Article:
An opening line should invite the reader to begin the story. It should say: Listen. Come in here. You want to know about this. - Stephen King
Writers work hard on an opening sentence. That's because they know it makes an important first impression. It captures the reader's attention and sets the tone for the writing (serious, humorous, ironic). It may also introduce a character and, in non-fiction, lay a foundation for the main point.
Some opening lines are just as famous as the books they begin. Which ones do you recognize?
"It was the best of times, it was the worst of times... ."
(A Tale of Two Cities by Charles Dickens)
“It is a truth universally acknowledged that a single man in possession of a good fortune must be in want of a wife.” (Pride and Prejudice by Jane Austen)
"He was an old man who fished alone in a skiff in the Gulf Stream and he had gone eighty-four days now without taking a fish."
(The Old Man and the Sea by Ernest Hemingway)
"Call me Ishmael." (Moby Dick by Herman Melville)
What makes a good opening line?
Some kinds of opening lines are especially effective in hooking a reader. Well-known librarian Nancy Pearl suggests that a book with a great opening line "just opens the door a crack" to hook your kids and teens into reading.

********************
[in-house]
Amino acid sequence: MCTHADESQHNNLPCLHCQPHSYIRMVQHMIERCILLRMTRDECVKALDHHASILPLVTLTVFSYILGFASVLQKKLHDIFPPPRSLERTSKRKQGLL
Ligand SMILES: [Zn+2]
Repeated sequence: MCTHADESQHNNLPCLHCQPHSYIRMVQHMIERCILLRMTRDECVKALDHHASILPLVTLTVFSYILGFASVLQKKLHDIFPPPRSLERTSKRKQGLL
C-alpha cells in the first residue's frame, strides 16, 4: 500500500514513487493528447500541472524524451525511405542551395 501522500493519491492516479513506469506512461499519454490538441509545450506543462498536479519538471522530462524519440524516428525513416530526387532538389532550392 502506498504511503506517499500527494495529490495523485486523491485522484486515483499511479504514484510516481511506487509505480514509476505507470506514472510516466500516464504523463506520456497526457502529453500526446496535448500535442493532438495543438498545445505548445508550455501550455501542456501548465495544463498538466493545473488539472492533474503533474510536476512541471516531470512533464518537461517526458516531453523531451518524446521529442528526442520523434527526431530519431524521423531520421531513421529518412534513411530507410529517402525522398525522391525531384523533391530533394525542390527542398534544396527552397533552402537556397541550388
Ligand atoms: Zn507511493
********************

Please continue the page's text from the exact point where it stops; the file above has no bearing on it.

Here are a few strategies used by both fiction and non-fiction writers:
Create a vivid image
These writers engage our senses to pull us into the "world" of the book:
"Cannery Row in Monterey in California is a poem, a stink, a grating noise, a quality of light, a tone, a habit, a nostalgia, a dream." (Cannery Row by John Steinbeck)
“In a hole in the ground there lived a hobbit. Not a nasty, dirty, wet hole, filled with the ends of worms and an oozy smell, nor yet a dry, bare, sandy hole with nothing in it to sit down on or to eat: it was a hobbit-hole, and that means comfort.”
(The Hobbit by J.R.R. Tolkien)
Surprise and Intrigue the reader
Who can resist reading on when we encounter openings like these?
"It was fun (and affordable) while it lasted."
(America Is Falling Out of Love With TV Dinners by Roberto A. Ferdman)
"When the doorbell rings at three in the morning, it's never good news."(Stormbreaker by Anthony Horowitz)
“It was a bright cold day in April, and the clocks were striking thirteen.”
(1984 by George Orwell)
"Ma, a mouse has to do what a mouse has to do." (Ragweed by Avi)
“It was a pleasure to burn.” (Fahrenheit 451 by Ray Bradbury)
Browse with your kids in the library or a bookstore to discover how great first lines can capture their attention, broaden their reading interests, and boost their writing skills.
Contact The Literacy & Language Center to learn how we can help your kids enjoy and create memorable writing.